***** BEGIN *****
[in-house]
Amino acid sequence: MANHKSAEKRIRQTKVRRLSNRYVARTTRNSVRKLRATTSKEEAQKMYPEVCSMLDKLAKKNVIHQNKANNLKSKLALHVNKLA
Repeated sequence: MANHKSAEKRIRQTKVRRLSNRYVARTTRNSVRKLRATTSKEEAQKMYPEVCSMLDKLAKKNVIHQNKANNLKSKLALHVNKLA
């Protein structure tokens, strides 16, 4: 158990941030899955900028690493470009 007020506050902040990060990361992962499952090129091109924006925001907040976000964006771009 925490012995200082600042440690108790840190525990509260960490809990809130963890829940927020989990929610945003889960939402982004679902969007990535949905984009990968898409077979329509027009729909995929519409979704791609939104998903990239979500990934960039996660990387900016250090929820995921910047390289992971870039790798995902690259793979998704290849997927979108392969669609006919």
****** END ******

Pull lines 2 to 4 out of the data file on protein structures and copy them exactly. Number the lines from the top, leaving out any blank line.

Amino acid sequence: MANHKSAEKRIRQTKVRRLSNRYVARTTRNSVRKLRATTSKEEAQKMYPEVCSMLDKLAKKNVIHQNKANNLKSKLALHVNKLA
Repeated sequence: MANHKSAEKRIRQTKVRRLSNRYVARTTRNSVRKLRATTSKEEAQKMYPEVCSMLDKLAKKNVIHQNKANNLKSKLALHVNKLA
């Protein structure tokens, strides 16, 4: 158990941030899955900028690493470009 007020506050902040990060990361992962499952090129091109924006925001907040976000964006771009 925490012995200082600042440690108790840190525990509260960490809990809130963890829940927020989990929610945003889960939402982004679902969007990535949905984009990968898409077979329509027009729909995929519409979704791609939104998903990239979500990934960039996660990387900016250090929820995921910047390289992971870039790798995902690259793979998704290849997927979108392969669609006919």